And i can highly recommend Opera Australia’s latest production of Mozart’s ‘Cosi Fan Tutte‘, which i saw at the Arts Centre in Melbourne last night. Brilliant set and costume design, a cast of sexy virtuoso singers who can ALSO ACT, and even the entirely naff plot becomes palatable in the hands of director Jim Sharman. He takes the silliness and runs with it.

November 6

Words, Words, Words – and Music

On Thursday November 12th i’ll be running the final of five non fiction writing workshops for the Victorian Writers Centre (who have just moved into their new home at the Centre for Books, Writing and Ideas). If you missed out this year, or if you like the sound of the workshops, i’ll be running them again in the second half of 2010, so keep an eye on the VWC website for enrollment details.

On the evening of Tuesday November 17th I’ll be attending the 21st birthday celebrations of the RMIT Professional Writing and Editing course (in which i’ve been teaching part-time for the past four years) at the Trades Hall in Carlton. As part of the celebrations an anthology of writing by former students (originally published in Visible Ink magazine) will be launched and one of my short stories (Una Festa) has been chosen for inclusion.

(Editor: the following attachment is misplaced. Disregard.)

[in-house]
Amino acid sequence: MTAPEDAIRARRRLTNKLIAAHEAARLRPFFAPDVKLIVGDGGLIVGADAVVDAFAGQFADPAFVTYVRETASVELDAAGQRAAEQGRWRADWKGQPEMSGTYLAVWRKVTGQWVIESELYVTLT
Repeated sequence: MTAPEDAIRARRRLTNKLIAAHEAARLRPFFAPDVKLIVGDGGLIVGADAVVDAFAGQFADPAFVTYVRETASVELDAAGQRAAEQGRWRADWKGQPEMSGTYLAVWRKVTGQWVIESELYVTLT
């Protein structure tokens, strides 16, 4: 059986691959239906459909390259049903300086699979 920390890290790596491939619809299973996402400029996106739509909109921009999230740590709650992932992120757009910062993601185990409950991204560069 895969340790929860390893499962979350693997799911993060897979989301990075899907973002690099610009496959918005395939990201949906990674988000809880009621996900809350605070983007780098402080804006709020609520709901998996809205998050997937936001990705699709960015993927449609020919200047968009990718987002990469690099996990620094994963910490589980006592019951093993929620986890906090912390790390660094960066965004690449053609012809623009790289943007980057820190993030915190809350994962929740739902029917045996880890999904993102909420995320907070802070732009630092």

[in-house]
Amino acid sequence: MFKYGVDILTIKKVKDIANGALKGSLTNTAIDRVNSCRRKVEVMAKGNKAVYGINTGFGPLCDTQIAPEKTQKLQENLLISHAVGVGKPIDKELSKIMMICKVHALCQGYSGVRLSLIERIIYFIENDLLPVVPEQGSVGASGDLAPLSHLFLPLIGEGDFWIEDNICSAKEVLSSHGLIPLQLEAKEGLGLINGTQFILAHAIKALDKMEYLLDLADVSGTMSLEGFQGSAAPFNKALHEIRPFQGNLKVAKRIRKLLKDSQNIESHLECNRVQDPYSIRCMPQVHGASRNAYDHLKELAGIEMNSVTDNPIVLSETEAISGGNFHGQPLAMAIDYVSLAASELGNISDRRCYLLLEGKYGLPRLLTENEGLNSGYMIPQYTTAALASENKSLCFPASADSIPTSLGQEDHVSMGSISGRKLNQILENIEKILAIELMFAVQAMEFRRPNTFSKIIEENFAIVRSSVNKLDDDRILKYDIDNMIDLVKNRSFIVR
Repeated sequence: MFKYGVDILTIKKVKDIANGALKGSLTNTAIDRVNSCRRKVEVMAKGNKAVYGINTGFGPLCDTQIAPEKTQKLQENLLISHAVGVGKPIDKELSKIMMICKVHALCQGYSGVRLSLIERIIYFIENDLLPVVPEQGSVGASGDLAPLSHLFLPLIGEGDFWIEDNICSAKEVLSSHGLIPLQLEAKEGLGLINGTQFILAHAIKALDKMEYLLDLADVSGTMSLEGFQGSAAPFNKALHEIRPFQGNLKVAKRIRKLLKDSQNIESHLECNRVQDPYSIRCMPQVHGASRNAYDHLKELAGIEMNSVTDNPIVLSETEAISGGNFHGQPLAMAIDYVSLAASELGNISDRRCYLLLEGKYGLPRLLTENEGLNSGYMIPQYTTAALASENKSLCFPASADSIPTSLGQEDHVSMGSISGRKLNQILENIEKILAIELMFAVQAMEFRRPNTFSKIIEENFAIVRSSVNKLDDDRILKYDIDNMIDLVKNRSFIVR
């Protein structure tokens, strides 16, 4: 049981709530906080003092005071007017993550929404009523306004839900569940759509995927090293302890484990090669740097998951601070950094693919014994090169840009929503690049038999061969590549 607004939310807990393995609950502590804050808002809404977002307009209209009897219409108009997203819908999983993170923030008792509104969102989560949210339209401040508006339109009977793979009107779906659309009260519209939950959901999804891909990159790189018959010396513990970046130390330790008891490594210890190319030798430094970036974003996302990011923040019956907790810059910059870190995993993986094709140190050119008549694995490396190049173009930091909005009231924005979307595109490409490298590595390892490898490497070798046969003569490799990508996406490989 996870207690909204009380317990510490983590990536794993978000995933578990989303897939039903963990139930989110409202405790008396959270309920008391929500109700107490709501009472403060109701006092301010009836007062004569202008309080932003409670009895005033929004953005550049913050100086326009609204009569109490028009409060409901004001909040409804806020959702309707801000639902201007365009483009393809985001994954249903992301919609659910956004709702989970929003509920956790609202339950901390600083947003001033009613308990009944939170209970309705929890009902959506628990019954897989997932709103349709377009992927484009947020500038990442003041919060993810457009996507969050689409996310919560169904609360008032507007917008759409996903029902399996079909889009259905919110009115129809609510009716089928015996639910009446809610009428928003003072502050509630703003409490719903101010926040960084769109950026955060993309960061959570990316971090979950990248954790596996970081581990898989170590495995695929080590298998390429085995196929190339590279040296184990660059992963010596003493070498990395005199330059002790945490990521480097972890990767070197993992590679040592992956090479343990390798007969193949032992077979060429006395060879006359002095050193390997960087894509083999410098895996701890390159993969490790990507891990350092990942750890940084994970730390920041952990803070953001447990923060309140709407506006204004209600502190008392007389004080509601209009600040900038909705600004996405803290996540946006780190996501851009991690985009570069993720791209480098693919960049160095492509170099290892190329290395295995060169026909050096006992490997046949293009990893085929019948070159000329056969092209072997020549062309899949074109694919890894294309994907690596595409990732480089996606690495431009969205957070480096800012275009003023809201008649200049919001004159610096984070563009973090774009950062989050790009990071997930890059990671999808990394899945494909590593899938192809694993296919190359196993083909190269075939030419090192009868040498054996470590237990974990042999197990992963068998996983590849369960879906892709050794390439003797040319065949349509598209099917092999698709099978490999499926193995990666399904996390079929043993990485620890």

And on the afternoon of Sunday December 13th i’ll be doing a reading at the St Kilda Library (Carlisle St) from my essay about the Balibo Five, ‘Remembering Balibo’, originally published in the 2009 Spring edition of Meanjin literary magazine. The event runs from 2 – 4 pm and is free.

Diary date: i’ll be performing a recital of French art songs and clarinet pieces at the Benalla Art Gallery on March 13th, 2010 – all welcome.

October 18

Reading, Writing and Arithmetic

This Thursday night (October 22nd) I’ll be reading a couple of my published ‘dodgy travel’ columns for the Visible Ink writers event ‘Read You Bastards’ at the Empress Hotel in North Fitzroy – all comers welcome. If you’re on Facebook you can check them out here.

On Saturday October 31st I’ll be running a workshop on non fiction writing for the Northern Rivers Writers Centre in Byron Bay. Hardship posting, i know… give me a wave in the surf if you’re up there too.

And i’ve been offered a work space for 2010 at the Glenfern Writers Studio in East St Kilda – hooray. Last weekend i went to a recital at Glenfern which was raising funds for the Dili Hospital in East Timor. I had the privilege of hearing some teen geniuses (genii?) performing on a Schimmel grand piano belonging to The Team of Pianists and I decided that listening to a Bach fugue was the closest i will ever get to understanding the beauty of mathematics.